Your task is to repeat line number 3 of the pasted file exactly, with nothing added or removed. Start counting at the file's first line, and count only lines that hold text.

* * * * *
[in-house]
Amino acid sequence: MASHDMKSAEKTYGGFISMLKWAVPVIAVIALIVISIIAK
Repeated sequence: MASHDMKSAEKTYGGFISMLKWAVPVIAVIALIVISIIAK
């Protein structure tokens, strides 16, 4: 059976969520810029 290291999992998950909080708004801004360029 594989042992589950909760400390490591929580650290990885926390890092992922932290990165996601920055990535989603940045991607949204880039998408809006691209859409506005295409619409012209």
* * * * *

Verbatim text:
Repeated sequence: MASHDMKSAEKTYGGFISMLKWAVPVIAVIALIVISIIAK